Another common cause of infertility, equally as common as anovulation, is fallopian tube damage.   This may be damage which is induced (as in sterilization procedures) or acquired in other ways.  As many as one third of all patients undergoing a tubal ligation for sterilization will have regrets at some point in their future.  In some cases, reversal of a tubal sterilization can be performed.  In women with a good prognosis, microscopic tubal surgery to reattach the divided tubes can be very successful.  Conventional options for this include using a microscope to allow for an accurate tubal reconstruction.   A newer option is the use of the da Vinci Robotic Surgical System, which allows for a microsurgical repair using the minimally invasive laparoscopic surgery route, as opposed to the conventional method requiring an open incision.  However, for many women, having a tubal reversal is not the best route to conception.   This includes women over 37 years of age, those who had certain types of sterilization, and those who may have other contributing fertility issues.  These patients will be better served by proceeding directly to IVF, as their chance of benefiting from a surgical tubal repair is low and not cost effective.  It is best to seek the opinion of a reproductive endocrinologist to explore all of the procreative options and for a full discussion of all possible contributing factors prior to proceeding to surgical reversal.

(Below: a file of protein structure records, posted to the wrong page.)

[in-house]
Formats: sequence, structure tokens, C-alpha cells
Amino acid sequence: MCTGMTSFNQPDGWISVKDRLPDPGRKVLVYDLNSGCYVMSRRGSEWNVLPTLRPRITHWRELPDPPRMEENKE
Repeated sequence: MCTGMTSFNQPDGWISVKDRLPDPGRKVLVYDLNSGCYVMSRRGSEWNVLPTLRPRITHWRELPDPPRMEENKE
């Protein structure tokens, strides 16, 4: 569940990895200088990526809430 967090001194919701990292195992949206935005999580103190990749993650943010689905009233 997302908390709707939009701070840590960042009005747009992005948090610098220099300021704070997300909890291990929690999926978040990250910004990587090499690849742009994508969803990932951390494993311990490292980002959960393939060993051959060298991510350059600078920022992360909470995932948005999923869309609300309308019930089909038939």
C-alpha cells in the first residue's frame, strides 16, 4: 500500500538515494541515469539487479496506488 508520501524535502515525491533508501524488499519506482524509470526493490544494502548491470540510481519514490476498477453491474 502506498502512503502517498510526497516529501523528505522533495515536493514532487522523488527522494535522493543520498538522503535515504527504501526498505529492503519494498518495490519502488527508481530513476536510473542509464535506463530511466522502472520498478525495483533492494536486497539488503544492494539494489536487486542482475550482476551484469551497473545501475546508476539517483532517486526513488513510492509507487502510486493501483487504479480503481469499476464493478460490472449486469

The fallopian tubes can also be damaged in other ways, the most common of which is the prior exposure to an infectious organism.    As many as 40% of the general population, both male and female, has been exposed to Chlamydia in the past, though only approximately 6% report such a case.  This is due to many infections being “silent” and asymptomatic, being cleared by the body before a more serious pelvic infection sets in, but not before inflicting damage to the delicate tubes through scarring and inflammation.   In some cases, skilled reproductive surgeons can correct these damaged tubes through laparoscopic surgery, but in some cases, the tubes will not regain function, leaving IVF as the only realistic reproductive option.